In our conversation at Shooting Star, Barbara talked about returning to Manila to see her family in the outskirts of town, with non-flushing toilets and mosquitoes, but that her view of the city is also through the tinted window of an air-conditioned car, or through the lens of academia. Barbara told me that when she had exhausted that tinted view in her writing about Manila, she “created a persona to walk through the city.” This persona is the figure of Black Jesus, a religious idol that had been charred in a fire, but to which many people in Manila come to for miracles. For Barbara, this dark-skinned icon helps her walk through the city of skin-whitening lotion to the parts she cannot see.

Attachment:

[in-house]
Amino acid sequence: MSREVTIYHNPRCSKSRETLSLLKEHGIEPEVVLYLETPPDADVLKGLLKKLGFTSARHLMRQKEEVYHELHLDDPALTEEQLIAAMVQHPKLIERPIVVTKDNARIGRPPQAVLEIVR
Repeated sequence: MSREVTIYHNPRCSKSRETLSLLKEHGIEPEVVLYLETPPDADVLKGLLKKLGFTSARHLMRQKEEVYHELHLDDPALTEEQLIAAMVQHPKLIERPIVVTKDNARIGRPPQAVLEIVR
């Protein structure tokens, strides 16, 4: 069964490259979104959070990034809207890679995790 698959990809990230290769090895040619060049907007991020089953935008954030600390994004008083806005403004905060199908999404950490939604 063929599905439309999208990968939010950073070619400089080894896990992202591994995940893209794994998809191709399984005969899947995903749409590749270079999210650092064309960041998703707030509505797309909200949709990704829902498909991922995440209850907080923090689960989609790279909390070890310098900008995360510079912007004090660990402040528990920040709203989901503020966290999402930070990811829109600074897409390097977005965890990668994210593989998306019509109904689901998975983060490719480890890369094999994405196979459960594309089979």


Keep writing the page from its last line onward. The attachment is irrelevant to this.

Writing through the voice of Black Jesus helps Barbara make sense of her being in a place, whether or not she feels she can stake claim to it as her own. Black Jesus could very well walk the streets of Oakland too, and in the case of Oakland, with its very deep legacy of revolutionary activists and communities of color, gentrification and the hipster gentrifier stand alongside the tourist and the protective family member, making us wonder who can claim Oakland as home, and who has the right to.